Easy First Foods Baby-Led Weaning
Here’s 12 easy first foods to introduce to your baby and how to serve them using a baby-led weaning approach.
- Sweet Potato
- Mashed Beans
Cook: Steam or roast sweet potato until it’s very soft and can be easily mashed between your fingers. I’ve found that baked sweet potatoes are really easy, but I also like cutting sweet potatoes into large wedges, tossing them in a little olive oil and roasting at 375°F for about 30-40 minutes, or until fork tender. You can peel the potatoes beforehand, but I usually leave the skin on because it peels right off after roasting.
Serve: Cut the sweet potato into finger-sized strips or chunks that are easy for your baby to grasp. You can also mash it slightly for a different texture.
Prep: Simply peel and remove the pit from a ripe avocado.
Serve: Cut the avocado into slices. If the avocado is too slippery for baby to pick up you can roll it in hemp seeds or flaxseed or spread mashed avocado on lightly toasted whole grain bread for added texture.
Prep: Peel a ripe banana.
Serve: Offer lengthwise strips of banana that your baby can easily hold and eat. Bananas naturally break apart into thirds and doing this actually gives the banana more texture and makes it less slippery than slicing it with a knife. You can also leave the peel on a banana, cut it in half and then use a paring knife to cut off some of the peel at the top, exposing some of the ripe banana but also giving baby something easy to grasp onto.
Cook: Cook boneless, skinless salmon fillet by baking, grilling, or steaming until it flakes easily. You can season it however you like, just be mindful of added salt. We actually use make air fryer salmon for Tucker. It’s so quick and easy.
Serve: Cut the salmon into large soft pieces that your baby can pick up and enjoy.
Cook: Peel and core a sweet apple (like Fuji, Pink Lady or Honey Crisp), then steam or cook until it’s soft. I find that steaming apples works best because they get soft throughout. I’ve tried roasting apple slices but the outside became a bit tough. For steaming, I recommend peeling and coring the apple and slicing into quarters or eighths. Place apple pieces in a steamer basket fitted inside a pot with water and steam for 8-10 minutes or until apples are nice and soft and can be pierced with a fork.
Serve: Cut the cooked apple into large slices or offer mashed apple for a different texture. Make sure the pieces are soft enough for your baby to chew with their gums. You should be able to mash it between your fingers.
Cook: Make hard boiled eggs or scramble eggs until fully cooked and well-set, but still soft enough to squish between your fingers.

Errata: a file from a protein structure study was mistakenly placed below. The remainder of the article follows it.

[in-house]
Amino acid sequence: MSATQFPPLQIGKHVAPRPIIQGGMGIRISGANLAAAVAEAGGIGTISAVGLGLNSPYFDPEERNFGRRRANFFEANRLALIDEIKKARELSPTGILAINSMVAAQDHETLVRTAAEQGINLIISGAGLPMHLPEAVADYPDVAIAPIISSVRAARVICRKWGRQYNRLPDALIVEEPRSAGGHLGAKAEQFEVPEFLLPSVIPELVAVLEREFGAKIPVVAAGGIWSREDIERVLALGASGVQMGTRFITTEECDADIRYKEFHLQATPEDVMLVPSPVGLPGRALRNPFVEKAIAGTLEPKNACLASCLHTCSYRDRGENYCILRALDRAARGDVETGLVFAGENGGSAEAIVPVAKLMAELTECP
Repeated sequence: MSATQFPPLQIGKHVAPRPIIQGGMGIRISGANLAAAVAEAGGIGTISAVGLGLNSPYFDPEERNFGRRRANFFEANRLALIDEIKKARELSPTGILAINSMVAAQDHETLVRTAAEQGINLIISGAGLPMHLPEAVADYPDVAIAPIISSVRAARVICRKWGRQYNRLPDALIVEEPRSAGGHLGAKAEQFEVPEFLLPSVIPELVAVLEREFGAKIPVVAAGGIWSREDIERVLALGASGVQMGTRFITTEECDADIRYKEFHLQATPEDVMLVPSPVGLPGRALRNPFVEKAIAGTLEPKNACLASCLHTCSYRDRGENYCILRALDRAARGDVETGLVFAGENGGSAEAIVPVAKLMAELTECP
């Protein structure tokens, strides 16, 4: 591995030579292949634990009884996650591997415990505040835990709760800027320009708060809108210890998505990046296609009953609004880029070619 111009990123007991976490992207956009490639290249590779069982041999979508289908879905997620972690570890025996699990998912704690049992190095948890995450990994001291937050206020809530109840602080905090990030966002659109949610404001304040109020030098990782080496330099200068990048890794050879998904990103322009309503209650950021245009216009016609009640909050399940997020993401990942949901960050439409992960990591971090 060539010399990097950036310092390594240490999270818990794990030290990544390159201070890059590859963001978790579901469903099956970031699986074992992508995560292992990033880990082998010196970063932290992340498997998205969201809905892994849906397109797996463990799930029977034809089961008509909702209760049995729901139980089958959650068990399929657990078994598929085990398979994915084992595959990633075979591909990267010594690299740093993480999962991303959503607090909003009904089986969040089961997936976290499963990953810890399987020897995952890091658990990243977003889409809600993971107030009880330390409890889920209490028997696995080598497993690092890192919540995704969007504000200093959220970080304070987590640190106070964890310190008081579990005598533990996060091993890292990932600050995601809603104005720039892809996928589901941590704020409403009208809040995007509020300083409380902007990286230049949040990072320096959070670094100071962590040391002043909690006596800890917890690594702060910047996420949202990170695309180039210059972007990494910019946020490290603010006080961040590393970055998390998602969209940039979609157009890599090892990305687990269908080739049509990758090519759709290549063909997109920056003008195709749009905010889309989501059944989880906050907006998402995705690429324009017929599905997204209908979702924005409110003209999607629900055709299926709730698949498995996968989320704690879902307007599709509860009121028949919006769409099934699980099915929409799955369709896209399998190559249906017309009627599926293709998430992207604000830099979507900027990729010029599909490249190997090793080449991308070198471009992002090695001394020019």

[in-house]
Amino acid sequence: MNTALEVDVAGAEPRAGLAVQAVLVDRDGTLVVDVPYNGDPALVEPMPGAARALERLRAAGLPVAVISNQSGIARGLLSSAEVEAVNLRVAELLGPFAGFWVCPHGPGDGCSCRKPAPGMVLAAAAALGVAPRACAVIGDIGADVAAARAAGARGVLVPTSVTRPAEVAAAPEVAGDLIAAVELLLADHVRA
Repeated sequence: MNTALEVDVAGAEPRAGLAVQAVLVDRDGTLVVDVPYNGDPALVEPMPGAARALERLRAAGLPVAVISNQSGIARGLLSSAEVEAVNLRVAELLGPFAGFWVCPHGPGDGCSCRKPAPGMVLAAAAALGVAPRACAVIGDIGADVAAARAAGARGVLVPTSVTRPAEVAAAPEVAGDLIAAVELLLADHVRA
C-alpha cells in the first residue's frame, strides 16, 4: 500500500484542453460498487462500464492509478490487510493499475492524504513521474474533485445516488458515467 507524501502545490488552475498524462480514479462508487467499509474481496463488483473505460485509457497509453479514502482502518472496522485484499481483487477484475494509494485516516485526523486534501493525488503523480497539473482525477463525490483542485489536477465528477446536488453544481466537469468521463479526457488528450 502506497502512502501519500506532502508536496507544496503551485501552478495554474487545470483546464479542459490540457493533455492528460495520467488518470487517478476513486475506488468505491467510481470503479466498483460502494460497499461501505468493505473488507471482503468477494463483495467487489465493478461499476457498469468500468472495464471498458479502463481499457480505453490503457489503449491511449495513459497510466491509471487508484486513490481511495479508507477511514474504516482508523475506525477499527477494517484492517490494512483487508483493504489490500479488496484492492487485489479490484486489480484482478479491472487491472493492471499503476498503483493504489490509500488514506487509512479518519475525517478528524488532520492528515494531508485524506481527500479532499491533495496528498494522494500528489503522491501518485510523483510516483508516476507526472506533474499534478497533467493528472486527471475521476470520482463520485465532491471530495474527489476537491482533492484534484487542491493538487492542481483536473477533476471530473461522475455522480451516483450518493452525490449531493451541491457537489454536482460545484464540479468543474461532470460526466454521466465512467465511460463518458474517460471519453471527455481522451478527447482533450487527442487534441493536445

Serve: Cut the hard boiled egg into quarters. Break scrambled egg into small, manageable pieces or offer a small omelet or egg strips that are easy for baby to pick up.
Prep: Wash and remove the stem from a ripe, soft strawberry.
Serve: Give baby the whole strawberry. Large strawberries are best because they’re less of a choking risk.
Cook steak: Season steak lightly with a pinch of salt and any other desired seasonings. Grill, broil, or pan-sear the steak until it’s well-cooked and tender. Avoid overcooking to prevent it from becoming too tough.
Serve steak: You can leave steak on the bone or cut into a large strip (the size of two adult fingers pressed together). Be sure to remove any large chunks of meat that are falling off or pieces of fat. Baby will suck and gnaw on the steak and get all the juices out. We gave Tucker steak like this early on. It kept him entertained/eating for about 20 minutes and he loved it.
Cook hamburgers: If using ground meat, you can mix it with a small amount of breadcrumbs or cooked oats to help bind it together. Avoid adding too much salt or seasonings that may be too strong for baby. Form small, flat patties from the ground meat. You can also make meatballs if you prefer.
Serve hamburgers: Cut burger patty into large strips for serving.
Cook: Steam or boil broccoli until it’s tender. Larger pieces of broccoli are better for young babies and I liked keeping the stalk on Tucker to use as a little handle. He would gnaw on the floret and leave the stalk.
Serve: Larger pieces of broccoli are better for younger babies and I liked keeping the stalk on Tucker to use as a little handle. He would gnaw on the floret and leave the stalk.
Cook: Cook beans (like chickpeas, black beans, or lentils) until they are soft and easy to mash. I typically take the lazy route and use canned beans (no salt added or low sodium) that have been drained and rinsed.
Serve: Offer a small portion of mashed beans that your baby can pick up and explore. You can also spread mashed or pureed beans on whole grain toast.
Cook: Steam or roast zucchini until it’s tender and can be easily be pierced with a fork. I cut mine into spears, add a little olive oil and roast at 375°F for 20-30 minutes or until soft.
Serve: Cut the zucchini into two adult finger-sized strips. You can also offer mashed zucchini for a different texture.